Until recently I used to think that it was my job to single-handedly create these rivers of Justice. I believed that as a Christian I needed to take on the systemic evils of the world, and when I looked up at the size of these obstacles in the path of righteousness, I could not envision a way to overcome them on my own. It turns out that this is because I am not meant to do it on my own.
Rivers are formed by many streams coming together, and so it is the work that we do together as the body of Christ that is capable of changing the world, that is capable of taking down all of those injustices that bar the way. When we are overwhelmed by the size, the immensity, the depth and the interconnectedness of evils and oppressions in the word, we have to remember that when we all come together to join this river of God’s justice, we can see the erosion of the systems over time like how the Colorado River has formed the Grand Canyon. The river has cut through the stone and earth over millennia, and has created something new. When we join in God’s river of justice we do the same thing: we have to think about justice in community and think more like community organizers than individual vigilante heroes.
We need each other. God has gifted us with community so that we can all be cared for. Sometimes, when we see the injustices of the world, we get angry and we call out to God and ask, “Why aren’t you doing anything? Where are you?” I am starting to believe that God’s response to that question is to hold up a mirror. God gave us each other. We need to stand by each other when someone is in need. More than likely, someone in our communities is gifted with the kind of skills needed to help someone else. When we make those connections and form networks, the streams flow together and we start to see the river form.
Another attribute of a river, aside from its power to overcome anything laid before it, st the life-giving nature that it possesses. Rivers foster life, and as they cut through the world around them an abundance of living things form. The Nile is just such a river, flowing through the land of Egypt and bringing with it the ability to sustain life and civilization. Whether through seasonal floods or by simply flowing, the Nile brings vitality and fertility to the lands that it touches, invigorating and transforming them. So too does the river of God’s justice bring life wherever it flows. It is a river of holy and life-giving water which flows from the Throne of God. This river is one of living water, which grants us new life as we are baptized in it. Baptism in this river cleanses us and changes us It connects us to the community of the Church, and binds us to the rest of God’s creation. In baptism, we are immersed in the river of justice and are reborn as a new stream which flows into it. We join with the Body of Christ, combining our vitality and work to the greater whole, In this, we become tributaries, joining God’s river and together forming an ever-greater force of righteousness, justice, love, and mercy.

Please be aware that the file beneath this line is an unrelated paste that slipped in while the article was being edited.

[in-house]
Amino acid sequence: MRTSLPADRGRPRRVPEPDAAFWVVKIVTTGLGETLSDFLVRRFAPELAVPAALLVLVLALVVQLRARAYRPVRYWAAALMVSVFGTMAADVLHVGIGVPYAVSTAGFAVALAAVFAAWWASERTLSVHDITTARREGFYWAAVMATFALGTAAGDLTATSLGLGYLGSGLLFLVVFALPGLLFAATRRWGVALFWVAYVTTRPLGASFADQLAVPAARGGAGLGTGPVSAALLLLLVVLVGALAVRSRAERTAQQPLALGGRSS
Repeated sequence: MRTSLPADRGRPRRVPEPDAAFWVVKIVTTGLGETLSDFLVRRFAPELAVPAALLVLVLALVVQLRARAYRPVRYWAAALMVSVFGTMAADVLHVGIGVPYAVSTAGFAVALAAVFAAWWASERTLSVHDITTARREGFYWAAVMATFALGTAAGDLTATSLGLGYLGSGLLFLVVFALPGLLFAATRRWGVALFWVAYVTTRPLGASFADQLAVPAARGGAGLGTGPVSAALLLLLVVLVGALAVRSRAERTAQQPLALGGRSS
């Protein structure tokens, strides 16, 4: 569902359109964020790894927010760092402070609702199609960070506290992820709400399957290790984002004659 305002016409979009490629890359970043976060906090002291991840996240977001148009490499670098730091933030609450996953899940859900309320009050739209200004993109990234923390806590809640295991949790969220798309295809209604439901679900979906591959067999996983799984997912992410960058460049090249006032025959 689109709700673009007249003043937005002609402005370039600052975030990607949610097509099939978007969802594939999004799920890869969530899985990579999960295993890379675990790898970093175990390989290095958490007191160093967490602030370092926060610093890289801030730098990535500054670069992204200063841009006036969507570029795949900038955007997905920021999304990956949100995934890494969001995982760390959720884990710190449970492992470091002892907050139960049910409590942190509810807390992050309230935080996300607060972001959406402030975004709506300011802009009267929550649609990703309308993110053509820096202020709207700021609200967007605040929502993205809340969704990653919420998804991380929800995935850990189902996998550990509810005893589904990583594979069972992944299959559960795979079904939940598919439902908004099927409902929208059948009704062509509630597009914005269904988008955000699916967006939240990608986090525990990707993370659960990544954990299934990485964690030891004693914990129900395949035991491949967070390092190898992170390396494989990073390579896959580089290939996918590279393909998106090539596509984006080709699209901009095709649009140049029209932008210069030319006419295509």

During our time of communion today, you will have the opportunity to revisit the baptismal font, interact with the water in whatever way you see fit, and as you are there pleas take the time to remember your baptism, and remember your part as a stream that flows into the river of God’s justice. I suggest that as other people join you at the font, you offer to make the sign of the cross on their palms with the water as a reminder that we do not join the river alone, but enter into it in community.
So what is worship? We believe that worship, true worship, is our participation in the River of God’s Justice and Righteousness, and the ways in which we can contribute to the River’s journey. This is Worship, and no other consideration really matters next to it.